The social life of the College's undergraduates & 'short course' cadets was less seriously affected than in WWI. This was due to student numbers remaining fairly high throughout the war. Sadly rationing made things like tea & sherry parties — formerly staples of student events — impossible. However, they were able to enjoy any sports still on offer. There was rowing three days a week, and the squash court was in regular use. The Wilberforce Road sportsground was shared with local Cambridge schools from 1941, and grazed by sheep during the summer vacation. The Debating Society held meetings throughout, often discussing issues about the conflict, and the Musical Society were able to continue to give concerts. Sadly, the Dramatic Society had to sacrifice the timbers of the Old Library stage for 'Civil Defence Purposes'.

Emmanuel’s Fellowship was, of course, affected by the war. A large proportion of young & older younger Fellows left to take up war work. The remaining Fellows also took on war-related duties as well as their normal teaching. Retired Emmanuel Fellows living in Cambridge were asked to take over some of the teaching, as were the visiting lecturers. One such visitor was Luis Cernuda, who would become one of Spain’s most acclaimed poets. His poem El Arbol was inspired by our celebrated Oriental Plane tree. Another visiting academic was Professor Frank Dobie of the University of Texas. He greatly enjoyed his time at Emmanuel, despite the War. Prof. Dobie later published an entertaining account of his life in Cambridge. Rarely seen without his beloved Stetson, he was a noted storyteller, and a popular addition to the College community.

The end of the War in Europe was marked at Emmanuel by modest festivities on 8 May 1945: 'V. E. Day’, as rationing prevented anything more lavish. A motion for free drinks and a Victory Ball Dinner had been proposed by the Debating Society. This was passed with a unanimous vote! Neither of these proposed options were possible. However, port from the cellars was provided for all members of the College. They toasted the King's health on V. E. Day, at a meal whose first course was the patriotic 'Consommé Rex'.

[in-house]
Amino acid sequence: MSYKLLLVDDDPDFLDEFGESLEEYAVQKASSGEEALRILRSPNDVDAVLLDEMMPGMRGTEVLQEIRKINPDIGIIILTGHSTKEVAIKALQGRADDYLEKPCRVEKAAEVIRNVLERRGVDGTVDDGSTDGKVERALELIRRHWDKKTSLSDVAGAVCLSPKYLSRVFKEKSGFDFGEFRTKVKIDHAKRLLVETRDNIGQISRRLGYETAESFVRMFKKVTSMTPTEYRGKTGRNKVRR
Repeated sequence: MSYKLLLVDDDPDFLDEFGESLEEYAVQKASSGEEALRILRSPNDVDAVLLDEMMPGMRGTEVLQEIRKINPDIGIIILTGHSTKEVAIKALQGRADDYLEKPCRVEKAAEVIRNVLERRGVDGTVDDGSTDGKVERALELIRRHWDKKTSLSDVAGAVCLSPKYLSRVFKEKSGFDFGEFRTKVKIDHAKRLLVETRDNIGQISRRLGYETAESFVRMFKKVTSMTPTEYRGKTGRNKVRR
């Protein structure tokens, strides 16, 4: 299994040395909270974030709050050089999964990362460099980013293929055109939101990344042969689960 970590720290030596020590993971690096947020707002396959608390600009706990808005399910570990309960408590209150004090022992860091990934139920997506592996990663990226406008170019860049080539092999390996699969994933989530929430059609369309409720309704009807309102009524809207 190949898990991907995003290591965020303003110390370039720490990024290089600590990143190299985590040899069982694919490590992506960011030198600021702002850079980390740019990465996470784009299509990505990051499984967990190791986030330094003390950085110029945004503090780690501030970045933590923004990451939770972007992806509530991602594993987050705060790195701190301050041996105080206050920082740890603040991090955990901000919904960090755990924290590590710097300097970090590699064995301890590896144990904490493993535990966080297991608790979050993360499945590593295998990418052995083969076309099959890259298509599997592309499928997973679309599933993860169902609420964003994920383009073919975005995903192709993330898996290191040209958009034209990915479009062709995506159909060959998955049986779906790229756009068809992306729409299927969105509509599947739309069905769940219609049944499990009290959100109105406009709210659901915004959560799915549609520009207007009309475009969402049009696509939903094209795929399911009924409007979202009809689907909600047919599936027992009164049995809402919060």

The number of graduates killed in WWII was slightly higher than the death toll of WWI. Around 140 Emmanuel men were killed on active service, or as a result of enemy action. Most who died were soldiers & airmen, although there were also more than a dozen naval fatalities. Eight Medical Officers & two Chaplains to the Forces also lost their lives. A few appear to have been killed while carrying out Intelligence work. There were also civilian casualties too, with several men dying in air raids or during attacks on passenger ships.

The memorials to our 1939–46 Fallen consist of an illuminated parchment Book of Remembrance. The College also specially commissioned a cross for the Chapel altar, which was made by Howard Brown of Norwich.